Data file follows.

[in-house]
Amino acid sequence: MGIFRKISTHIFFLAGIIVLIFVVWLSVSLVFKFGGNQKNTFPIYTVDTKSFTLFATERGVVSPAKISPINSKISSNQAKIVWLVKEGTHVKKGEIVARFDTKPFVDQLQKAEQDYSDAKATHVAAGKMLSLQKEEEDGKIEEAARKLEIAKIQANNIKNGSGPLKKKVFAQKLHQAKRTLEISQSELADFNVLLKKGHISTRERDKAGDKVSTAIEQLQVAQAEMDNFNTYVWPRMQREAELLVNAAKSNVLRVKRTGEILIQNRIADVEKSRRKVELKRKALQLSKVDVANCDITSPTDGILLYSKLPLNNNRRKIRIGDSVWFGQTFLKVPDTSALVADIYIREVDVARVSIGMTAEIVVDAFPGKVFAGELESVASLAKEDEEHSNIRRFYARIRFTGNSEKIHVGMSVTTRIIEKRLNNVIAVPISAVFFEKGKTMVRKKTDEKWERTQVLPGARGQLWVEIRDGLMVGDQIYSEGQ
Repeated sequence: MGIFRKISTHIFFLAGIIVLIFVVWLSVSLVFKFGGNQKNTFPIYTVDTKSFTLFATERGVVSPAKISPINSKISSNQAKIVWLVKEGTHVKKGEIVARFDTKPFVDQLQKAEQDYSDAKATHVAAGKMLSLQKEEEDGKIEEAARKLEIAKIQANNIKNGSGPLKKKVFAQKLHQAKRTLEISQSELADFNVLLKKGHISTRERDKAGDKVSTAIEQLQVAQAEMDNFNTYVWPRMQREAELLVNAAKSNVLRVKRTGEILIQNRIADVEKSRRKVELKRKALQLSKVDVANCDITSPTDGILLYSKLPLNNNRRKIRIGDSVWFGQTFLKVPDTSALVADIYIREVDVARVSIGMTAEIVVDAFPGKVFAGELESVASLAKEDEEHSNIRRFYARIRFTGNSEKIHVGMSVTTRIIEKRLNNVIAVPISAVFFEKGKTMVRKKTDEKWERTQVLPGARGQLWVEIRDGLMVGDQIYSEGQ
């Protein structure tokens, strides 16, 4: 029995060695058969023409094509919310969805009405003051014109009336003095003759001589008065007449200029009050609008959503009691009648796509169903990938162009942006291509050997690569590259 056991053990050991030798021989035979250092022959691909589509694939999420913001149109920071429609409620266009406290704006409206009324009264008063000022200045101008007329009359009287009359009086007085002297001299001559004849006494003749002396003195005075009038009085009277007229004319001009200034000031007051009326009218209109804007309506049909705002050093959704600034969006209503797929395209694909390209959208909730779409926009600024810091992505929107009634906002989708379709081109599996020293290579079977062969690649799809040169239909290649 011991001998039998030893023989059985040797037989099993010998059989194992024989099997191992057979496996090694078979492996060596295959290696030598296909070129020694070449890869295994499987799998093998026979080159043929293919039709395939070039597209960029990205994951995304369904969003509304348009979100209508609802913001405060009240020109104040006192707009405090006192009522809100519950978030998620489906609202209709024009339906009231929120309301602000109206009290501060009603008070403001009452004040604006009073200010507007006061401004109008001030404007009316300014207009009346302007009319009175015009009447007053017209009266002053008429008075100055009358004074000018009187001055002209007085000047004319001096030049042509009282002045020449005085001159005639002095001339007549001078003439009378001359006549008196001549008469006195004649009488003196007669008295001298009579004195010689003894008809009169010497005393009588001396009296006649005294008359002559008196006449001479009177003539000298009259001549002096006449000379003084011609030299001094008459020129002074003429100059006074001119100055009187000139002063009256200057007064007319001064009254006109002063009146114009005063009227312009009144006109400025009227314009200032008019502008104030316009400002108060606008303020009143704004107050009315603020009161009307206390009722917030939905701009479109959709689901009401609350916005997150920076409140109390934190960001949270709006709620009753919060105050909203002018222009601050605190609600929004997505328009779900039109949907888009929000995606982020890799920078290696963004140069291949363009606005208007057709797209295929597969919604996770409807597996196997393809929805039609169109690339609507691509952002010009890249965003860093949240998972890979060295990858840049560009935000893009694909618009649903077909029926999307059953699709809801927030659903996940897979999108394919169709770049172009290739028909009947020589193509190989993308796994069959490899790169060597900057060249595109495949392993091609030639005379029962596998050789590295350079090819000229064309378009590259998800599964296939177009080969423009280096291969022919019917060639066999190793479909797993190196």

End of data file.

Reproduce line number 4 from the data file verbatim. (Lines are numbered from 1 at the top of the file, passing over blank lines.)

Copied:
């Protein structure tokens, strides 16, 4: 029995060695058969023409094509919310969805009405003051014109009336003095003759001589008065007449200029009050609008959503009691009648796509169903990938162009942006291509050997690569590259 056991053990050991030798021989035979250092022959691909589509694939999420913001149109920071429609409620266009406290704006409206009324009264008063000022200045101008007329009359009287009359009086007085002297001299001559004849006494003749002396003195005075009038009085009277007229004319001009200034000031007051009326009218209109804007309506049909705002050093959704600034969006209503797929395209694909390209959208909730779409926009600024810091992505929107009634906002989708379709081109599996020293290579079977062969690649799809040169239909290649 011991001998039998030893023989059985040797037989099993010998059989194992024989099997191992057979496996090694078979492996060596295959290696030598296909070129020694070449890869295994499987799998093998026979080159043929293919039709395939070039597209960029990205994951995304369904969003509304348009979100209508609802913001405060009240020109104040006192707009405090006192009522809100519950978030998620489906609202209709024009339906009231929120309301602000109206009290501060009603008070403001009452004040604006009073200010507007006061401004109008001030404007009316300014207009009346302007009319009175015009009447007053017209009266002053008429008075100055009358004074000018009187001055002209007085000047004319001096030049042509009282002045020449005085001159005639002095001339007549001078003439009378001359006549008196001549008469006195004649009488003196007669008295001298009579004195010689003894008809009169010497005393009588001396009296006649005294008359002559008196006449001479009177003539000298009259001549002096006449000379003084011609030299001094008459020129002074003429100059006074001119100055009187000139002063009256200057007064007319001064009254006109002063009146114009005063009227312009009144006109400025009227314009200032008019502008104030316009400002108060606008303020009143704004107050009315603020009161009307206390009722917030939905701009479109959709689901009401609350916005997150920076409140109390934190960001949270709006709620009753919060105050909203002018222009601050605190609600929004997505328009779900039109949907888009929000995606982020890799920078290696963004140069291949363009606005208007057709797209295929597969919604996770409807597996196997393809929805039609169109690339609507691509952002010009890249965003860093949240998972890979060295990858840049560009935000893009694909618009649903077909029926999307059953699709809801927030659903996940897979999108394919169709770049172009290739028909009947020589193509190989993308796994069959490899790169060597900057060249595109495949392993091609030639005379029962596998050789590295350079090819000229064309378009590259998800599964296939177009080969423009280096291969022919019917060639066999190793479909797993190196």